One Hundred Thirty Fingernails

One hundred and thirty fingernails… that’s how many I cut in a week.  Every other week I also trim 130 toe nails.  Once a day I also check to make sure fingernails are clean.

I was in medical school a long time ago.  It was rare for women doctors to talk about their children except in whispered tones.  Women doctors weren’t supposed to have children.  We weren’t even supposed to be doctors.  Many of the educational institutions were still influenced by Western European beliefs that we lacked the courage to be doctors, and that our brains were too weak.  Then, if we did have children, our mental activity would sap strength from our ovaries and thus we wouldn’t be able to reproduce well.  We were also told that we were taking the place of a man in medicine, so any time we might spend with our children represented society’s lost investment in our education.  We were symbols of change; we were also just young women trying to find our way, most of us wanting family and profession.

An older woman doctor advised us, "Have your children early when you are busy with training.  They don’t need you then.  Anyone can do those animal things."

So I think of that sometimes, as I am cutting nails, doing those "animal things" — and that I am happy doing those things.  The animal/mother part of me just likes it; it feels good.  It makes me feel grounded, useful, connected to all the children’s fingernails that have been in the past, and all that will come…. my stint on earth. 

As I write, it is a Saturday afternoon, and the children are in class upstairs.  Three of the handicapped children sit in with the others, seeming to understand though they can’t speak.

I struggle with the language of what to call the handicapped and the non-handicapped.  Because now that I am mother to handicapped, I have trouble differentiating the groups as handicapped and "normal."  What do you mean, that my handicapped children are not normal?  The opposite of normal is abnormal.  And my children are NOT abnormal!  They just can’t do what other kids can do, but they aren’t abnormal; they aren’t weird!  Fortunately in our situation there is an age difference, the older and younger.  So we refer to the two groups as "boro baccha" (big children) and "choto baccha" (small children) just like Boro Ma and Choto Ma.  The terms are descriptive, not pejorative.  Choto bacchas need to have their food mashed so they can swallow.  Boro bacchas eat their food un-mashed.  Choto bacchas get fish every day because they are weaker.  And their finger nails are smaller.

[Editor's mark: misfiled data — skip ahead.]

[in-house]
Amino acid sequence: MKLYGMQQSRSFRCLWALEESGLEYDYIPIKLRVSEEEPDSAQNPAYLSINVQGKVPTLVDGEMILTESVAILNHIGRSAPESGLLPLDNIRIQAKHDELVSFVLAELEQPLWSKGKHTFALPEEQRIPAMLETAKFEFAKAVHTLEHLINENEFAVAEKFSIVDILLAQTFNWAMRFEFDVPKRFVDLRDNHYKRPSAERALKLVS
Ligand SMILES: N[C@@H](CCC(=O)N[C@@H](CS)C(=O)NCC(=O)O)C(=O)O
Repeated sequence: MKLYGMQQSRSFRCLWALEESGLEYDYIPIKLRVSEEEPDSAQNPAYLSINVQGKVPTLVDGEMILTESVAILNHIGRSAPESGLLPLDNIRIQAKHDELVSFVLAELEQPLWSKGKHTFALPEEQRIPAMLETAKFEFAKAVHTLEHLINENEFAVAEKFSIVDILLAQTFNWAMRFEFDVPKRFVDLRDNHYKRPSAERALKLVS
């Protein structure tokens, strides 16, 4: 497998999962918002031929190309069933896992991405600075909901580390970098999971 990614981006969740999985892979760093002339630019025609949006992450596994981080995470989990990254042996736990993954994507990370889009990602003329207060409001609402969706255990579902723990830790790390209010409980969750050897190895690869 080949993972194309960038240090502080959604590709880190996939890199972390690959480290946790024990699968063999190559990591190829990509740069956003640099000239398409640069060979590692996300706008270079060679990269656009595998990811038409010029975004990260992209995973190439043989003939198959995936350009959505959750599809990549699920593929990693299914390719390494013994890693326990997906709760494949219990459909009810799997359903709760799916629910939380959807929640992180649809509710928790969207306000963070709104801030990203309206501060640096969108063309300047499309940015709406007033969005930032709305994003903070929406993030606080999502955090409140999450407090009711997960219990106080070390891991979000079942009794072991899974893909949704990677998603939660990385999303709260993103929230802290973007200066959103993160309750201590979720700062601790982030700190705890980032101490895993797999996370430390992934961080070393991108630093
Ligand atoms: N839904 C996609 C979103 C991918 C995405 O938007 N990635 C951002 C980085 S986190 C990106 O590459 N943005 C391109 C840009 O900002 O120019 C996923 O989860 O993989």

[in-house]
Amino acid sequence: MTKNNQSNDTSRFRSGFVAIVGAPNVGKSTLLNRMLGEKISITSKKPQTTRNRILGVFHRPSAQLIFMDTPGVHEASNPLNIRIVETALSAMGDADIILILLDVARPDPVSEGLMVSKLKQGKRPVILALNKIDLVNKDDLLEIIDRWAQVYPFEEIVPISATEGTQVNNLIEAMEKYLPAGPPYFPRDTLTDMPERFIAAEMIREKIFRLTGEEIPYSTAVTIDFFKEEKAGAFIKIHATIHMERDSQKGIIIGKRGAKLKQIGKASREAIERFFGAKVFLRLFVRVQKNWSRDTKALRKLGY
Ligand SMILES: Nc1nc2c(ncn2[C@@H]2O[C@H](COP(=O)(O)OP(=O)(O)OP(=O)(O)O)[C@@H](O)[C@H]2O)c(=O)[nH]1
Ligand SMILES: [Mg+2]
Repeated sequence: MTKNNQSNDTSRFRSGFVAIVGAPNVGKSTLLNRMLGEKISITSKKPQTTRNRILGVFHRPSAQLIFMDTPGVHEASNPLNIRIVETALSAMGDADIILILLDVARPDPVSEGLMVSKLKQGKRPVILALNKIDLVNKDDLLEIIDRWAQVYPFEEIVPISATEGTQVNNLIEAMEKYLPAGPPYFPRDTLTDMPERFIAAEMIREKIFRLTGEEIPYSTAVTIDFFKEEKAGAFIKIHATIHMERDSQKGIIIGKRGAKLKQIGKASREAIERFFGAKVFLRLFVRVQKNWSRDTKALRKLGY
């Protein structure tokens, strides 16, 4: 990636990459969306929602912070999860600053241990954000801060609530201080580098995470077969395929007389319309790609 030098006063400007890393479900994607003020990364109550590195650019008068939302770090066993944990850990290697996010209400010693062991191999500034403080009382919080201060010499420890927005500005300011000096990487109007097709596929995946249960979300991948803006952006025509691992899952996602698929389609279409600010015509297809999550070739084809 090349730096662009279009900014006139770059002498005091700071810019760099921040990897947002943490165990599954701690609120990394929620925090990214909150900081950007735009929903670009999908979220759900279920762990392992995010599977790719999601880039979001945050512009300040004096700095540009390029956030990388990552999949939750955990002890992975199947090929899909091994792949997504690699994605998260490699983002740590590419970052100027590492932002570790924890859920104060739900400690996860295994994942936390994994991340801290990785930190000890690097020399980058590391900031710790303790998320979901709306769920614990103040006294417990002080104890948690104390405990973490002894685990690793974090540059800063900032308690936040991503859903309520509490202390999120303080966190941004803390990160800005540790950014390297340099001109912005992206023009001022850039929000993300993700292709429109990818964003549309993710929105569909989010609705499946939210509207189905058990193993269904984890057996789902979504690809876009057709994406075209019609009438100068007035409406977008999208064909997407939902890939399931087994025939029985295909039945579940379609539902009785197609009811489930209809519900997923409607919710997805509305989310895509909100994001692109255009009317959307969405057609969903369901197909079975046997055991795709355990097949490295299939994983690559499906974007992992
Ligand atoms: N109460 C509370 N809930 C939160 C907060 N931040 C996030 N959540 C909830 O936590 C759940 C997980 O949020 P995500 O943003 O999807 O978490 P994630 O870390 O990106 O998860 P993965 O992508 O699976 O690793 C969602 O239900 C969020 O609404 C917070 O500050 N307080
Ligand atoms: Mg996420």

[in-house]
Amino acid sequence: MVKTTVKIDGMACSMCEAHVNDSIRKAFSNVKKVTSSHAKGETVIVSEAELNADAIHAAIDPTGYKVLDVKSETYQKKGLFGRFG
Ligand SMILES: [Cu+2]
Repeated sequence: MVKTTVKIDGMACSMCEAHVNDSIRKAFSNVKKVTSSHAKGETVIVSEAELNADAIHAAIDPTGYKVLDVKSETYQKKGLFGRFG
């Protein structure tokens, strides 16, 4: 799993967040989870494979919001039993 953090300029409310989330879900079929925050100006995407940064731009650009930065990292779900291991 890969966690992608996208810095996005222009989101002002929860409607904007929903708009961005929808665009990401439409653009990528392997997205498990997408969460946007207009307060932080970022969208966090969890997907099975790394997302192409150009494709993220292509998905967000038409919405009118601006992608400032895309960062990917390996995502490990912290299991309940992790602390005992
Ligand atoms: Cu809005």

As I go on writing today, the children come from class.  They crowd around, talk about the rest of the day and tomorrow.  They ask if the dance teacher will come (yes), and if they will visit Seema Aunty tomorrow (yes).  Then they wander into the big room playing Ludo, showing pictures to the choto bacchas.  The choto bacchas have an afternoon/evening teacher, and she is with them too… just a play time for 13 children, four staff, and as usual Choto Ma taking part in their games, teaching about sharing, about fairness, about counting the dots on dice and moving pieces along the board, and not cheating.  The girls ask to play carrom and set up the board.  They are missing a red disk, so I take a white one and color it with red crayon.  They are happy.

Two girls are being punished for the weekend.  They are standing in the corners, not allowed to participate in games or watch TV.  They were extremely rude and arrogant to the teachers yesterday, so they lost privileges.  A weekend of punishment is a long time, longer than usual.  I hope we can affect their behavior.  We will keep trying.  We have to.  One of the girls complained that the teacher didn’t help her as much as she helped others.  I said, "This is life.  When you are nasty, people don’t like to help you as much."  Our teachers try very hard, all the time.  They get fed up sometimes. This is life.  Our children need to understand this, as we all do.

I’ve put a dance DVD on the TV.  We don’t have outside TV at all, just VCDs and DVDs.  I have a huge library of Bengali and English discs.  I’ve been collecting these for years.  I also have a lot of nursery discs in Bengali and in English.  Everything is about education and culture, directly or indirectly.  And, of course, there are lots of animal stories, animal sounds, letters and animals, numbers and animals.  Our children love animals.

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September 2007
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